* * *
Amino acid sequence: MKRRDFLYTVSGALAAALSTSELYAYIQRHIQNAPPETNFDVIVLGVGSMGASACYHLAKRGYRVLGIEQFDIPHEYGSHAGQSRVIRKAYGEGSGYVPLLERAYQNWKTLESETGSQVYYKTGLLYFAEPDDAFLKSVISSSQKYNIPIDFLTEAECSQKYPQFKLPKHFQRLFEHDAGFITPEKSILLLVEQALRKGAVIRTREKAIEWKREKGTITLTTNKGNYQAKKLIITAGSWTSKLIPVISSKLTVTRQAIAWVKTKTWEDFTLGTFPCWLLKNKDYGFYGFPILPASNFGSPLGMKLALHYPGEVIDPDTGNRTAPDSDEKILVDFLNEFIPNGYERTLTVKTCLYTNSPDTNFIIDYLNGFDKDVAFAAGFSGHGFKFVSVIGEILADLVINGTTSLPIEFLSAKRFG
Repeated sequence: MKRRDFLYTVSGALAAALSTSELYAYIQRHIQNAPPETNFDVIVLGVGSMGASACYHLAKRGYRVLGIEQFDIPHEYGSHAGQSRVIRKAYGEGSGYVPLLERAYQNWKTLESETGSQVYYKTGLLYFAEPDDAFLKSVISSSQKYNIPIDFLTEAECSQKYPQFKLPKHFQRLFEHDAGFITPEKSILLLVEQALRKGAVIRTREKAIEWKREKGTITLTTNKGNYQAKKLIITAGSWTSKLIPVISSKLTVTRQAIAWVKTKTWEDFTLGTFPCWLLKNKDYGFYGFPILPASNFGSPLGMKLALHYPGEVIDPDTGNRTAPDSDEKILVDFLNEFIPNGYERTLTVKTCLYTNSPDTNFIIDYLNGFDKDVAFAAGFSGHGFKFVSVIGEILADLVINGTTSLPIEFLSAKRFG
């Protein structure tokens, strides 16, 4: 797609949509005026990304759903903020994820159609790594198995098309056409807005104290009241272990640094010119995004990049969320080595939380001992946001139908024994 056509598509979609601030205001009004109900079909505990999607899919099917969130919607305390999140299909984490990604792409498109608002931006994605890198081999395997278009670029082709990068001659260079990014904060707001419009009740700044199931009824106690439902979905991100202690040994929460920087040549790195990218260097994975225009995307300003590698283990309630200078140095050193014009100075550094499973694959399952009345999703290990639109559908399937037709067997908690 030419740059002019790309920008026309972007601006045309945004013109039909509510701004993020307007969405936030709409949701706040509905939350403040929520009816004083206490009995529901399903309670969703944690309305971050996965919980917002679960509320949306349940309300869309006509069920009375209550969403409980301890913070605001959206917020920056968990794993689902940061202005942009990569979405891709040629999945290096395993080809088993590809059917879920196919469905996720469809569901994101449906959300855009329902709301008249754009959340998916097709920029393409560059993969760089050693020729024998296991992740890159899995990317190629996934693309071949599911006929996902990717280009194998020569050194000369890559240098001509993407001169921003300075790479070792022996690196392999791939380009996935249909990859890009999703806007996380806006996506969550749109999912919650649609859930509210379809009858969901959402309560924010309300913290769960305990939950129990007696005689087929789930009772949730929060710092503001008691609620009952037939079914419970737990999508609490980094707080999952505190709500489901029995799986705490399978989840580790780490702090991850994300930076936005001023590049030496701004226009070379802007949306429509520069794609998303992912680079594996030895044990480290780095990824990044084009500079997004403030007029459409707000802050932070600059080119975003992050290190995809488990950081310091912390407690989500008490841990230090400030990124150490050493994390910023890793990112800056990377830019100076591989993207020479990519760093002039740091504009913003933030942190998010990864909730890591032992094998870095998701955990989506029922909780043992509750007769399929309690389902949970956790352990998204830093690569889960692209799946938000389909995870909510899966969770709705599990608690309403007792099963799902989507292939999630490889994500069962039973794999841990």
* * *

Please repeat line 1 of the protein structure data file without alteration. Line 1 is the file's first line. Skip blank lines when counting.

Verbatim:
Amino acid sequence: MKRRDFLYTVSGALAAALSTSELYAYIQRHIQNAPPETNFDVIVLGVGSMGASACYHLAKRGYRVLGIEQFDIPHEYGSHAGQSRVIRKAYGEGSGYVPLLERAYQNWKTLESETGSQVYYKTGLLYFAEPDDAFLKSVISSSQKYNIPIDFLTEAECSQKYPQFKLPKHFQRLFEHDAGFITPEKSILLLVEQALRKGAVIRTREKAIEWKREKGTITLTTNKGNYQAKKLIITAGSWTSKLIPVISSKLTVTRQAIAWVKTKTWEDFTLGTFPCWLLKNKDYGFYGFPILPASNFGSPLGMKLALHYPGEVIDPDTGNRTAPDSDEKILVDFLNEFIPNGYERTLTVKTCLYTNSPDTNFIIDYLNGFDKDVAFAAGFSGHGFKFVSVIGEILADLVINGTTSLPIEFLSAKRFG